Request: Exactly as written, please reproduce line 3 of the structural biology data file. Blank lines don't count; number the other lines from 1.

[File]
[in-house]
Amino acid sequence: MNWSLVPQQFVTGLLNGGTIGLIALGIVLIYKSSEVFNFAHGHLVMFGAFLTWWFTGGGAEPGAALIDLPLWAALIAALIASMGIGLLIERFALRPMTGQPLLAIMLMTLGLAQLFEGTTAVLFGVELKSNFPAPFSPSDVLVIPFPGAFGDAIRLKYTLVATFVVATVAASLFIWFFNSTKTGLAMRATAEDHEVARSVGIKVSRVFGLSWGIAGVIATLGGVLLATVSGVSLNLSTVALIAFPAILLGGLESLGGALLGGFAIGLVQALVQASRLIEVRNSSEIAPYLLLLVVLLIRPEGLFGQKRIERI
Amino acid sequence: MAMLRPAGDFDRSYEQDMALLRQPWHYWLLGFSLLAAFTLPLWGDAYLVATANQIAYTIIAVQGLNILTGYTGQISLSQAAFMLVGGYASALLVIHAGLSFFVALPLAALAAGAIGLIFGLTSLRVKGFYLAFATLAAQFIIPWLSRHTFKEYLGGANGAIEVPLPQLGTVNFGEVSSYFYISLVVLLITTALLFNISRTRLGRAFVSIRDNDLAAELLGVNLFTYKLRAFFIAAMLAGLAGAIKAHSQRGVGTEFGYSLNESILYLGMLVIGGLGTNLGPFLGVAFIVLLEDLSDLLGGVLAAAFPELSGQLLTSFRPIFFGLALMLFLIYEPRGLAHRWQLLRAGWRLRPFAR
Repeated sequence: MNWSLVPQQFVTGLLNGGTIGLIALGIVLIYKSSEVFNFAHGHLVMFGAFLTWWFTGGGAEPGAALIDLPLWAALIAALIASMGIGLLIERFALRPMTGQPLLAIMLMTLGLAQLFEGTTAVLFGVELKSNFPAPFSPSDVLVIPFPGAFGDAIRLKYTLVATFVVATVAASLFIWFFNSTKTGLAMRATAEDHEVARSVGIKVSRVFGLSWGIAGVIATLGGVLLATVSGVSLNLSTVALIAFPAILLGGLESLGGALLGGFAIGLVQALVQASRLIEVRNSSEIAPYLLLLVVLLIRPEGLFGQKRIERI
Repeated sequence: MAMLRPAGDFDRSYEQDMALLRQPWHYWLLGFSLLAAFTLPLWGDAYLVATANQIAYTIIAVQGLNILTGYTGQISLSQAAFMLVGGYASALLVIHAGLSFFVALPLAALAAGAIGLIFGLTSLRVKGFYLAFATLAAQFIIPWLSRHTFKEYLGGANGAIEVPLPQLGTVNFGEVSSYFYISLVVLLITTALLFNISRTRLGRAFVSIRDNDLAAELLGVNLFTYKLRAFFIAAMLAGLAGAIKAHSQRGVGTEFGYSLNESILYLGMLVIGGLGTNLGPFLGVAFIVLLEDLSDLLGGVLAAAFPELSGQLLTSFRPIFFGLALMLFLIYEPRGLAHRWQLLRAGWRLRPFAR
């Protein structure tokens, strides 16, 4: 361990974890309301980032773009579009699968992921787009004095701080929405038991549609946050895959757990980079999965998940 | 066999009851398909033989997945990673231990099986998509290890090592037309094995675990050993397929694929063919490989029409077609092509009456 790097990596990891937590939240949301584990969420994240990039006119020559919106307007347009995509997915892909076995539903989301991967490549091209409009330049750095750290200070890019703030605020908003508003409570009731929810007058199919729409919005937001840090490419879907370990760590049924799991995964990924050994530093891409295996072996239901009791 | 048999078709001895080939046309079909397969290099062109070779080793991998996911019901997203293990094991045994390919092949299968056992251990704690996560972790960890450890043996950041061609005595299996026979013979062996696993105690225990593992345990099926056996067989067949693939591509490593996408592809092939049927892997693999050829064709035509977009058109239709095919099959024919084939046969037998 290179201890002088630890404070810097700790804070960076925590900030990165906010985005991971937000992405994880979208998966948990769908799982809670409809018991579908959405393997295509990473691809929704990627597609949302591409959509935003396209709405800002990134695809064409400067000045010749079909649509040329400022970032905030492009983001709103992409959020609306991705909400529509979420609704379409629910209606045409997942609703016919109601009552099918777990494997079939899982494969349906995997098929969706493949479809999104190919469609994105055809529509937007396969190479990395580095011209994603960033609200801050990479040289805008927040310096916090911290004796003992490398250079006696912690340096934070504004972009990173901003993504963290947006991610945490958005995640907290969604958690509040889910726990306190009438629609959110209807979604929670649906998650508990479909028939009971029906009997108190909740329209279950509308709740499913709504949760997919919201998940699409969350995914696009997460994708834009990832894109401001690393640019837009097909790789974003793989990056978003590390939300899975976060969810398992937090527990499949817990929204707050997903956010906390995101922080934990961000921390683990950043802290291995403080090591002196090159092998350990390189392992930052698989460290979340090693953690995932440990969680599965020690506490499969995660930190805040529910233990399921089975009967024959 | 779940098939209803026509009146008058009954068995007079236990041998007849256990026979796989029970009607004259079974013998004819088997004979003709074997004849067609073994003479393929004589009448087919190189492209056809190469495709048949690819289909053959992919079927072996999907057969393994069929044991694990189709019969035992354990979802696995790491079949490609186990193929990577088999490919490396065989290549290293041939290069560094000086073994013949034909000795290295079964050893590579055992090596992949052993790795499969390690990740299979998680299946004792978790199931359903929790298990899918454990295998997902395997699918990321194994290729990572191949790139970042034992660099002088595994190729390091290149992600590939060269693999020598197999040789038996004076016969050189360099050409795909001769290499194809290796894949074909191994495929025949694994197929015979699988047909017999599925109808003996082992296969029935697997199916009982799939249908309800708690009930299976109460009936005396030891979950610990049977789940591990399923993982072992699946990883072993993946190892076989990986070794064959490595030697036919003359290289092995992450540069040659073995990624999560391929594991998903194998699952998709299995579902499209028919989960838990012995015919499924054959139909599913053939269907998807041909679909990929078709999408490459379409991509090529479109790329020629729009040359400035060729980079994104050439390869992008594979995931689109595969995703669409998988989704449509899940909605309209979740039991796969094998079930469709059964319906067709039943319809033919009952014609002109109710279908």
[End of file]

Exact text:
Amino acid sequence: MAMLRPAGDFDRSYEQDMALLRQPWHYWLLGFSLLAAFTLPLWGDAYLVATANQIAYTIIAVQGLNILTGYTGQISLSQAAFMLVGGYASALLVIHAGLSFFVALPLAALAAGAIGLIFGLTSLRVKGFYLAFATLAAQFIIPWLSRHTFKEYLGGANGAIEVPLPQLGTVNFGEVSSYFYISLVVLLITTALLFNISRTRLGRAFVSIRDNDLAAELLGVNLFTYKLRAFFIAAMLAGLAGAIKAHSQRGVGTEFGYSLNESILYLGMLVIGGLGTNLGPFLGVAFIVLLEDLSDLLGGVLAAAFPELSGQLLTSFRPIFFGLALMLFLIYEPRGLAHRWQLLRAGWRLRPFAR